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Mammalian cell adhesion on different 3D printed polymers with varying sterilization methods and acidic treatment

  • Received: 22 September 2020 Accepted: 16 November 2020 Published: 26 November 2020
  • Cell growth on three-dimensional objects is of high interest for bioprocess engineering of adherent cells, tissue engineering and other biomedical applications. 3D printing by fusion deposition modeling (FDM) is a cheap possibility to generate tailor-made substrates for cell growth. Nevertheless, not all materials are chemically attractive for cells. Polylactic acid (PLA) and polyethylene terephthalate glycol (PETG) have been reported to be suitable polymers for tissue engineering. Thus, they might also be applicable for cost-effective bioprocessing of adherent cell lines. Here we report on the influence of printing material, surface structure, and sterilization method on Chinese hamster ovary (CHO) cell adhesion on a modified, high temperature resistant PLA, a PETG blend, and unmodified PETG, respectively. Our study revealed that CHO cells grew on all polymers tested without further surface modification. Samples could be efficiently chemically sterilized. Additional acid treatment had no significant effect on cell adhesion.

    Citation: Sven Sölmann, Anke Rattenholl, Hannah Blattner, Guido Ehrmann, Frank Gudermann, Dirk Lütkemeyer, Andrea Ehrmann. Mammalian cell adhesion on different 3D printed polymers with varying sterilization methods and acidic treatment[J]. AIMS Bioengineering, 2021, 8(1): 25-35. doi: 10.3934/bioeng.2021004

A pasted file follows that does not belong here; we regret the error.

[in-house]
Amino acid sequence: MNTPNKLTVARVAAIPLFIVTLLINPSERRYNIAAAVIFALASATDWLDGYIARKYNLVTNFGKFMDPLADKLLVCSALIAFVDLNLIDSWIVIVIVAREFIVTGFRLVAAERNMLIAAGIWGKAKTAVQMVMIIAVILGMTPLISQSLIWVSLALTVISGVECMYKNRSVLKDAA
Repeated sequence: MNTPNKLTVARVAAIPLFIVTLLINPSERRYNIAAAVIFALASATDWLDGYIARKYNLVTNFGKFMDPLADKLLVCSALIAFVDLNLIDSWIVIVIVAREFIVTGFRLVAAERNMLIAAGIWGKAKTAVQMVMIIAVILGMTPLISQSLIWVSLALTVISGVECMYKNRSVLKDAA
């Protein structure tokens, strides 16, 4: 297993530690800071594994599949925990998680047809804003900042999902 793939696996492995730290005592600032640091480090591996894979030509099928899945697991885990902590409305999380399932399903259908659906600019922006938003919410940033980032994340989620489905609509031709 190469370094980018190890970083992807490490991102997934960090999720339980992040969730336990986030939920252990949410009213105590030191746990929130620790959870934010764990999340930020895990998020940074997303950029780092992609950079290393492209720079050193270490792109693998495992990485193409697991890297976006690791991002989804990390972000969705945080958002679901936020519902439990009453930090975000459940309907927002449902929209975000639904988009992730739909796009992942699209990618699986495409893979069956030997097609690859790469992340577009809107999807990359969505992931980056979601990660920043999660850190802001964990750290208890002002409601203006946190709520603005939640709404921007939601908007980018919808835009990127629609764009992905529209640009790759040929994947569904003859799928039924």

Related Papers:

  • Cell growth on three-dimensional objects is of high interest for bioprocess engineering of adherent cells, tissue engineering and other biomedical applications. 3D printing by fusion deposition modeling (FDM) is a cheap possibility to generate tailor-made substrates for cell growth. Nevertheless, not all materials are chemically attractive for cells. Polylactic acid (PLA) and polyethylene terephthalate glycol (PETG) have been reported to be suitable polymers for tissue engineering. Thus, they might also be applicable for cost-effective bioprocessing of adherent cell lines. Here we report on the influence of printing material, surface structure, and sterilization method on Chinese hamster ovary (CHO) cell adhesion on a modified, high temperature resistant PLA, a PETG blend, and unmodified PETG, respectively. Our study revealed that CHO cells grew on all polymers tested without further surface modification. Samples could be efficiently chemically sterilized. Additional acid treatment had no significant effect on cell adhesion.


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    Conflict of interest



    All authors declare no conflicts of interest in this paper.

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